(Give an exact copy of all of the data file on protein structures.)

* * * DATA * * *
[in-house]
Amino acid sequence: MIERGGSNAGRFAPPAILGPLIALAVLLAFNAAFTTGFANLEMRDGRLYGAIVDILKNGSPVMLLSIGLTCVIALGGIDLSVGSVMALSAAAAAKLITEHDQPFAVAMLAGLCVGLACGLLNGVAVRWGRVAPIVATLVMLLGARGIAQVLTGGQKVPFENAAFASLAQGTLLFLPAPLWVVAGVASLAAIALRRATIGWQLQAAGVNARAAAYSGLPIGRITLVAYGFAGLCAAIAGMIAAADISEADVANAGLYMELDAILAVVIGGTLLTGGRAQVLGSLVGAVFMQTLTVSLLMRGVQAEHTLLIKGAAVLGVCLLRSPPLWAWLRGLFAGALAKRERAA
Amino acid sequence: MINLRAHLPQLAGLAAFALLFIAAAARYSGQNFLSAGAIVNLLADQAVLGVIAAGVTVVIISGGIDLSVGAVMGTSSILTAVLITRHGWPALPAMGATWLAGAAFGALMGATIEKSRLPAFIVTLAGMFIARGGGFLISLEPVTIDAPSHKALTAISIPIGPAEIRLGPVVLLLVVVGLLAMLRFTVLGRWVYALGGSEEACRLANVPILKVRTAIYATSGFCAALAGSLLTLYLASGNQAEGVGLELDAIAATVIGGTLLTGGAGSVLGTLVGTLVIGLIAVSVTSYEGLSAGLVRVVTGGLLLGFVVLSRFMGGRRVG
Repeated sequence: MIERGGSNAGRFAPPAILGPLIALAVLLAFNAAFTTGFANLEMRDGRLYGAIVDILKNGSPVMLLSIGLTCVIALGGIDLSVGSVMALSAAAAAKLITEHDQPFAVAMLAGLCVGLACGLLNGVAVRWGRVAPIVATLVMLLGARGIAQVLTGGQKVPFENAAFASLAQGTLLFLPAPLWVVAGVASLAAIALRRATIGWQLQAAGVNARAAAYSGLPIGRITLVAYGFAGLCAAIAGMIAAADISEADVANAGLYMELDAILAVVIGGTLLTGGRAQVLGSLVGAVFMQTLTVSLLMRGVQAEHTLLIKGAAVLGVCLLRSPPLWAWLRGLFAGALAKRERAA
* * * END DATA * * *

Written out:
[in-house]
Amino acid sequence: MIERGGSNAGRFAPPAILGPLIALAVLLAFNAAFTTGFANLEMRDGRLYGAIVDILKNGSPVMLLSIGLTCVIALGGIDLSVGSVMALSAAAAAKLITEHDQPFAVAMLAGLCVGLACGLLNGVAVRWGRVAPIVATLVMLLGARGIAQVLTGGQKVPFENAAFASLAQGTLLFLPAPLWVVAGVASLAAIALRRATIGWQLQAAGVNARAAAYSGLPIGRITLVAYGFAGLCAAIAGMIAAADISEADVANAGLYMELDAILAVVIGGTLLTGGRAQVLGSLVGAVFMQTLTVSLLMRGVQAEHTLLIKGAAVLGVCLLRSPPLWAWLRGLFAGALAKRERAA
Amino acid sequence: MINLRAHLPQLAGLAAFALLFIAAAARYSGQNFLSAGAIVNLLADQAVLGVIAAGVTVVIISGGIDLSVGAVMGTSSILTAVLITRHGWPALPAMGATWLAGAAFGALMGATIEKSRLPAFIVTLAGMFIARGGGFLISLEPVTIDAPSHKALTAISIPIGPAEIRLGPVVLLLVVVGLLAMLRFTVLGRWVYALGGSEEACRLANVPILKVRTAIYATSGFCAALAGSLLTLYLASGNQAEGVGLELDAIAATVIGGTLLTGGAGSVLGTLVGTLVIGLIAVSVTSYEGLSAGLVRVVTGGLLLGFVVLSRFMGGRRVG
Repeated sequence: MIERGGSNAGRFAPPAILGPLIALAVLLAFNAAFTTGFANLEMRDGRLYGAIVDILKNGSPVMLLSIGLTCVIALGGIDLSVGSVMALSAAAAAKLITEHDQPFAVAMLAGLCVGLACGLLNGVAVRWGRVAPIVATLVMLLGARGIAQVLTGGQKVPFENAAFASLAQGTLLFLPAPLWVVAGVASLAAIALRRATIGWQLQAAGVNARAAAYSGLPIGRITLVAYGFAGLCAAIAGMIAAADISEADVANAGLYMELDAILAVVIGGTLLTGGRAQVLGSLVGAVFMQTLTVSLLMRGVQAEHTLLIKGAAVLGVCLLRSPPLWAWLRGLFAGALAKRERAA